U.S. dairy farmers have traditionally hired workers from Mexico, but in recent years some of the workforce has been coming from Central America. Farmers might assume those Central American workers speak Spanish, so they develop training materials in Spanish. But those Central American employees are likely from Mayan descent, and they don’t necessarily speak Spanish or even know how to read and write.

“The Mayan culture is very different from the Spanish culture,” Hagevoort says. “What is their belief system? What is their family structure? Do they live like we do in our typical society? If I don’t spend any time understanding who is working for me, how can I expect those employees to give me 100%?”

The differences might go beyond culture to physical stature, Hagevoort notes. An Anglo worker might be 6 feet, 1 inch tall, a Hispanic employee could be 5 feet, 1 inch, and a Central American worker might be 4 feet, 1 inch.

“If I can reach a button in my parlor with my 6-foot-1 frame, guess where my co-worker stands to reach that same button?” he says. “Or if I hang milking machines in my wheelhouse, I can work eight to 10 hours without fatiguing. If the worker is of shorter stature, he or she will fatigue more quickly. It’s a reality.”

Animal handling

Hagevoort describes animal welfare as “the positive outcome of the interaction between a human and an animal.” Some employees are not necessarily adept at working with animals or haven’t been taught proper animal-handling skills.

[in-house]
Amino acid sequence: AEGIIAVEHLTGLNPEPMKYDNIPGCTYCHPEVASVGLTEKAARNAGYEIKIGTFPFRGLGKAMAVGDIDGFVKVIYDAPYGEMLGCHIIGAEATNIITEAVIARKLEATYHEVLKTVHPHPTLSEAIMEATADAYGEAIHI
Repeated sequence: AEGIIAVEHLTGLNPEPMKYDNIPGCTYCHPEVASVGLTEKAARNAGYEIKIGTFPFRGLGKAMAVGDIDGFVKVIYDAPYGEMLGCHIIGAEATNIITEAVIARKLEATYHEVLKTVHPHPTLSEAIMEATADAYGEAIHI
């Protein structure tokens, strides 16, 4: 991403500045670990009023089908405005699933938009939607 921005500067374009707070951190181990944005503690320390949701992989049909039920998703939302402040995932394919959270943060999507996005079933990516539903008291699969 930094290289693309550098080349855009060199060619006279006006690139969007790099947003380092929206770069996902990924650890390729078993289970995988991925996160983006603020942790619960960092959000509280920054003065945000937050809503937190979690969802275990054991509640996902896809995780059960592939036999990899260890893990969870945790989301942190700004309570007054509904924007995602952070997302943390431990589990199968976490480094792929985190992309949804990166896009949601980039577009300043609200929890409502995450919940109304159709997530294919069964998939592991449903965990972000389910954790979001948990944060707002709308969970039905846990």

“The best thing to tell that employee is to sit on this bale of hay and watch and learn,” he says. “If you can’t anticipate what a 1,500-pound animal is going to do, that’s where we end up with accidents. The abuse we see in some of these videos stems from employees not knowing what cows are all about. Animal-handling skills are learned gradually by practicing over and over.”

Hagevoort says managing people is “far more difficult than managing cows.”

“That’s your challenge. You have to get out of your comfort zone and purposely focus on leading people. If it’s not in your personality, hire somebody who is good at that. Communication is tough. Hire somebody who is good at communicating.”

Hagevoort suggests that dairy farmers should clearly communicate their expectations and do regular job evaluations to let employees know where they stand and what they might need to improve on.

“As a leader, you set the bar at the top,” he says. “You have to demonstrate leadership and excellence. It starts at the top and trickles down.”

First and foremost, Hagevoort says farm owners shouldn’t forget the human element of their relationship with their employees.

“Don’t forget to be human for the humans that work on your dairy,” he says. “It’s a business relationship, and we often forget the human component. We’re humans, first and foremost.”

Massey lives in Barneveld, Wis.